Feeds:
Posts
Comments

In the Mist

We never told anyone.

I was fifteen, a year out of braces, in contact lenses only slightly longer.  Five months yet to my sixteenth birthday, my body was much more woman than child, my eyebrows plucked to teen-perfect open symmetry.  I was a lower-rung group leader, younger than the others, and prone to raucous outbursts of laughter and singing.

He was twenty-three, the younger brother of a group advisor, pressed by his overly-optimistic sister into coming along as an extra chaperone to sixty enthusiastic teenagers.  His lean face was nearly overburdened by a thick cloud of curly, strawberry-blond hair, and a heavy mustache that I was far too young to find ridiculous.  He tended toward mellow silences, and largely stuck to his role in the periphery.

He was beautiful, and my eyes followed him wherever he went.  It never dawned on me he could see me, too.

I don’t quite know how it happened.  But we found ourselves both outside the retreat’s main event hall.  It was drizzling, but the May air felt good after all the excitement indoors.  I had probably stepped outside to nurse my oft-overwhelming emotions.  I couldn’t say what he was doing or how he came to be there.  But we were both outside in the drizzle, and took to slowly ambling around the camp, gradually moving away from the buildings and toward the woods. I don’t know what we said to each other, but it could not have been much.

The rain began coming down harder, so we followed the path into the cover of the trees.  We walked unhurriedly down the narrow track, separate and not speaking.  The trees occasionally dripped onto us, and small triangles of muted daylight peeked through the canopy of leaves.  We followed the path until it emerged onto a tiny beach by a lake.  Across the lake looked to be an island, forested as thickly as the woods we’d just traversed.  We discovered a small rowboat near the edge of the woods.  He looked at me inquiringly.  I looked back at him, surprised, then looked around.  “No oars,” I said, feeling sure this would keep us out of trouble.  He searched around a bit until finding a large stick, thick enough to do the job.  I held my breath as he dragged the boat to the water’s edge. “C’mon, it’s OK,” he reassured.  “We’re not doing anything wrong.”

I felt quite sure the others would not see it that way, but my head had left my body even as my heart was in my mouth.  I tended to abide by the rules, despite often pushing wildly against them.  I knew deep inside that I was crossing a line.  And so, transfixed by mysterious forces, I climbed into the boat. 

He paddled with surprising ease across the lake, with his one-branch-oar, in the rain.  We got to the island and he hopped out and dragged the boat up, and helped me alight.  It was raining harder again, and we scrambled into the woods for cover.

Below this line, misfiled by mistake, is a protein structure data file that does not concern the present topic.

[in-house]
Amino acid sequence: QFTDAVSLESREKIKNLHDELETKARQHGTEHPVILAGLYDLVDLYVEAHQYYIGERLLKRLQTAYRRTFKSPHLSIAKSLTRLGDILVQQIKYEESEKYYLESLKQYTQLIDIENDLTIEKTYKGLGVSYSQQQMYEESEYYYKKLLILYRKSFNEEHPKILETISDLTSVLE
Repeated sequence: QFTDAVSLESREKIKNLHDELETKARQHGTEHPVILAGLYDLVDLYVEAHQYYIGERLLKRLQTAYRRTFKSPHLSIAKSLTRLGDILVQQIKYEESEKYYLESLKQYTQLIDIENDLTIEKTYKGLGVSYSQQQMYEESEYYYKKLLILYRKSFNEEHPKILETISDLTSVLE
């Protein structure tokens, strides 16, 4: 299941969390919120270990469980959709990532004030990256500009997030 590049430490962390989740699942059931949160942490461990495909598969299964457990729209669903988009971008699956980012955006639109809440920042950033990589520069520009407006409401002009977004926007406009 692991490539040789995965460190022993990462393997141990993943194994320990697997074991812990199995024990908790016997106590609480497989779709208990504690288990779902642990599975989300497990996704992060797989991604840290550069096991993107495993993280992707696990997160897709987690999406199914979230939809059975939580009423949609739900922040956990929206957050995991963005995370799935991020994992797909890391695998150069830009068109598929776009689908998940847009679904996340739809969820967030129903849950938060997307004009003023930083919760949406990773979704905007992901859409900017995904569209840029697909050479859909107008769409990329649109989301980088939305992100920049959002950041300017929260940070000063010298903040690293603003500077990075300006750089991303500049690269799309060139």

In the shade of the forest, we were relieved to find a fallen tree, large enough to sit on while we tried to wait out the rain.  At first I just sat beside him, listening to the pitter-pat of the rain all around us, almost holding my breath.  He spoke, asked if I was cold.  I tried pretending I wasn’t.  He came closer.  His green eyes searched out mine.  He was so quiet, so calm.  There were so few words.  He came closer still, put his arm around me, turning me gently toward him.  He saw my pain, my sorrow.  He told me he saw.  Everyone back there knew my story, but he didn’t.  Yet he saw.

There, on the log, our faces came closer and closer together. Our breaths dissolving into one another’s, our eyelashes fluttering against each others’ cheekbones.  Our lips barely grazed one another’s.  The trees dripped down on us.  He murmured to me softly between the raindrops.  He saw.  He could tell.  He brushed my lips with his, then put his arms around me.  I buried my face in his neck, his shoulder, feeling the heat coming off him, the rise and fall of his chest. 

I knew things, but was unable to speak.  I knew it felt so good, like a deep sigh, to be here with him like this.  I knew this was not the same as sneaking off with other boys.  I knew this was against the rules.  I knew I could not kiss him back fully.  And I knew he knew, because he was being so very careful with me.  I knew all of this, in a remote, amorphous way that was impossible to voice.

Instead of tapering off, the rain came down harder.  He gave me his outer shirt, but still stayed so close, holding me, and quietly talking to me about what he saw.  Finally, I looked up into the rain streaming down my face and spoke. “It’s not letting up. We better go back.”  He nodded, and with seeming reluctance rose and took my hand, leading me back down the forest path to the rowboat.  In silence, we got in and he paddled us back across the lake while raindrops fell into the water, making countless little circles in its surface.

He dragged the boat back up the tiny beach and threw the branch into the underbrush.  I looked back at the island through the screen of falling water.  Then we ran for the cover of the woods once more, walking the last paces of the trail back toward the others.  Before reaching the edge of the woods, I handed him back his outer shirt, which he slowly took from me and put back on.  Our eyes met one last time, and without speaking we understood that we should not emerge from the woods together.  I went first, stepping out into the camp, then running through the downpour back to the hall.

 

We never told anyone.

 

%d bloggers like this: